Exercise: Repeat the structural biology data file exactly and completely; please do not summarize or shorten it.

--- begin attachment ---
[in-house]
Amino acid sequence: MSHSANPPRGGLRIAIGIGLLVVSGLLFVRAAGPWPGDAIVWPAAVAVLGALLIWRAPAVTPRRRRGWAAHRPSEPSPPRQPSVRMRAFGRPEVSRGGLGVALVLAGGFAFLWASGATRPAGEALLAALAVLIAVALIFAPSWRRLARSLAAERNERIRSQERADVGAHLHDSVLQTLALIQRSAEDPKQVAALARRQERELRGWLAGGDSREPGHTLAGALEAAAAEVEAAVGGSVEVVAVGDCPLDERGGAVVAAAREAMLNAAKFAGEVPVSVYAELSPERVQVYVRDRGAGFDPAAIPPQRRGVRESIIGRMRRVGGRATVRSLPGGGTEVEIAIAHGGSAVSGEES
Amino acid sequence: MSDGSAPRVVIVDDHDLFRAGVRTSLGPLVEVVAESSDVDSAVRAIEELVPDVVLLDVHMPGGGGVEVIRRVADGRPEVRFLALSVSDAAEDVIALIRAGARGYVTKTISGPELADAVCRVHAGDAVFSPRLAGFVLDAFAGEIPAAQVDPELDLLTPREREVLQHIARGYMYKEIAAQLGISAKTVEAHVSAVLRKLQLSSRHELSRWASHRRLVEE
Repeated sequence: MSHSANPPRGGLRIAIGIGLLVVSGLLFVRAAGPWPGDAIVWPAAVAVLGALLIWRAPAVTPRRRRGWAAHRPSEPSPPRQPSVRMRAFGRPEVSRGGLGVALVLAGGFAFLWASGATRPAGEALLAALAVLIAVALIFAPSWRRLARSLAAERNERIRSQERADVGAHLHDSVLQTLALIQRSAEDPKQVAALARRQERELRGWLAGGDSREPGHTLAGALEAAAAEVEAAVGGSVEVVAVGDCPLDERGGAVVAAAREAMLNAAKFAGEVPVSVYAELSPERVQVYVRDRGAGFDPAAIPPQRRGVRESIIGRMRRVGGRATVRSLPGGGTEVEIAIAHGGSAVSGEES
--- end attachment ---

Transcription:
[in-house]
Amino acid sequence: MSHSANPPRGGLRIAIGIGLLVVSGLLFVRAAGPWPGDAIVWPAAVAVLGALLIWRAPAVTPRRRRGWAAHRPSEPSPPRQPSVRMRAFGRPEVSRGGLGVALVLAGGFAFLWASGATRPAGEALLAALAVLIAVALIFAPSWRRLARSLAAERNERIRSQERADVGAHLHDSVLQTLALIQRSAEDPKQVAALARRQERELRGWLAGGDSREPGHTLAGALEAAAAEVEAAVGGSVEVVAVGDCPLDERGGAVVAAAREAMLNAAKFAGEVPVSVYAELSPERVQVYVRDRGAGFDPAAIPPQRRGVRESIIGRMRRVGGRATVRSLPGGGTEVEIAIAHGGSAVSGEES
Amino acid sequence: MSDGSAPRVVIVDDHDLFRAGVRTSLGPLVEVVAESSDVDSAVRAIEELVPDVVLLDVHMPGGGGVEVIRRVADGRPEVRFLALSVSDAAEDVIALIRAGARGYVTKTISGPELADAVCRVHAGDAVFSPRLAGFVLDAFAGEIPAAQVDPELDLLTPREREVLQHIARGYMYKEIAAQLGISAKTVEAHVSAVLRKLQLSSRHELSRWASHRRLVEE
Repeated sequence: MSHSANPPRGGLRIAIGIGLLVVSGLLFVRAAGPWPGDAIVWPAAVAVLGALLIWRAPAVTPRRRRGWAAHRPSEPSPPRQPSVRMRAFGRPEVSRGGLGVALVLAGGFAFLWASGATRPAGEALLAALAVLIAVALIFAPSWRRLARSLAAERNERIRSQERADVGAHLHDSVLQTLALIQRSAEDPKQVAALARRQERELRGWLAGGDSREPGHTLAGALEAAAAEVEAAVGGSVEVVAVGDCPLDERGGAVVAAAREAMLNAAKFAGEVPVSVYAELSPERVQVYVRDRGAGFDPAAIPPQRRGVRESIIGRMRRVGGRATVRSLPGGGTEVEIAIAHGGSAVSGEES